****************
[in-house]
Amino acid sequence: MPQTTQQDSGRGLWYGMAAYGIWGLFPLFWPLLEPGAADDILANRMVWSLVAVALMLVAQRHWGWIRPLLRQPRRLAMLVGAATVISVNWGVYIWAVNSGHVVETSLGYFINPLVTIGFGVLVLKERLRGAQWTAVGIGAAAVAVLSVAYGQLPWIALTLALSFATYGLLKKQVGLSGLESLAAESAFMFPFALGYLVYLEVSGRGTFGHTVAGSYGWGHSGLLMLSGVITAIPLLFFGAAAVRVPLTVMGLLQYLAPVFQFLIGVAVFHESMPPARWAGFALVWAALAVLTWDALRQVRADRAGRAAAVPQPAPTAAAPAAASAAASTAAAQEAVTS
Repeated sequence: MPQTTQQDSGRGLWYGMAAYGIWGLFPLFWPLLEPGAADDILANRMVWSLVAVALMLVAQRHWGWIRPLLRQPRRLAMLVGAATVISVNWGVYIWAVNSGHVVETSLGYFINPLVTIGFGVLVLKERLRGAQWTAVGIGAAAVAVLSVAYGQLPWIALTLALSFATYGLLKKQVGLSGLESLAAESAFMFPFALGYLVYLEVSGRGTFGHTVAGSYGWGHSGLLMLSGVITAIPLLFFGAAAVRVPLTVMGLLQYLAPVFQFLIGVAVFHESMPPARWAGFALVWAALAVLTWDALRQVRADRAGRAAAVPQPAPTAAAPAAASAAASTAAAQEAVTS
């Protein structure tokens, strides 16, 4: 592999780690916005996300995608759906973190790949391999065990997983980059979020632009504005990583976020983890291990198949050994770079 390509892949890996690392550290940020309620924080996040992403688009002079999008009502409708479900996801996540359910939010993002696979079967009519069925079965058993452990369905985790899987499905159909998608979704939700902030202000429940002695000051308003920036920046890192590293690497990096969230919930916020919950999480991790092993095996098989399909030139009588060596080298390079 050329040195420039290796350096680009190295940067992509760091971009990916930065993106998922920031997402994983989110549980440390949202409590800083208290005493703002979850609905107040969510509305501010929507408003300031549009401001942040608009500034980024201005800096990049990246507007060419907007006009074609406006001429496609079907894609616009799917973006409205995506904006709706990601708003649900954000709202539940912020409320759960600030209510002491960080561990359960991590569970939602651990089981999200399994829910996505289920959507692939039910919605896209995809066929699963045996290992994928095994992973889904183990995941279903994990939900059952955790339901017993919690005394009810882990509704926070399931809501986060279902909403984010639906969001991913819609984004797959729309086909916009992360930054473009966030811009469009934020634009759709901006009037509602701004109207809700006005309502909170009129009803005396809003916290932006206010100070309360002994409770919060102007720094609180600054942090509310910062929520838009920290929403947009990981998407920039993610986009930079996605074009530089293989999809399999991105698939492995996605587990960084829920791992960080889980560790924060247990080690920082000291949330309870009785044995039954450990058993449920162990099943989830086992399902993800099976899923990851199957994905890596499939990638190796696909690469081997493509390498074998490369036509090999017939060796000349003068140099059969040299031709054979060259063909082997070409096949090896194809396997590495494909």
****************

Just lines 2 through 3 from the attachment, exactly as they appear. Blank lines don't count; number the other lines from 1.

Amino acid sequence: MPQTTQQDSGRGLWYGMAAYGIWGLFPLFWPLLEPGAADDILANRMVWSLVAVALMLVAQRHWGWIRPLLRQPRRLAMLVGAATVISVNWGVYIWAVNSGHVVETSLGYFINPLVTIGFGVLVLKERLRGAQWTAVGIGAAAVAVLSVAYGQLPWIALTLALSFATYGLLKKQVGLSGLESLAAESAFMFPFALGYLVYLEVSGRGTFGHTVAGSYGWGHSGLLMLSGVITAIPLLFFGAAAVRVPLTVMGLLQYLAPVFQFLIGVAVFHESMPPARWAGFALVWAALAVLTWDALRQVRADRAGRAAAVPQPAPTAAAPAAASAAASTAAAQEAVTS
Repeated sequence: MPQTTQQDSGRGLWYGMAAYGIWGLFPLFWPLLEPGAADDILANRMVWSLVAVALMLVAQRHWGWIRPLLRQPRRLAMLVGAATVISVNWGVYIWAVNSGHVVETSLGYFINPLVTIGFGVLVLKERLRGAQWTAVGIGAAAVAVLSVAYGQLPWIALTLALSFATYGLLKKQVGLSGLESLAAESAFMFPFALGYLVYLEVSGRGTFGHTVAGSYGWGHSGLLMLSGVITAIPLLFFGAAAVRVPLTVMGLLQYLAPVFQFLIGVAVFHESMPPARWAGFALVWAALAVLTWDALRQVRADRAGRAAAVPQPAPTAAAPAAASAAASTAAAQEAVTS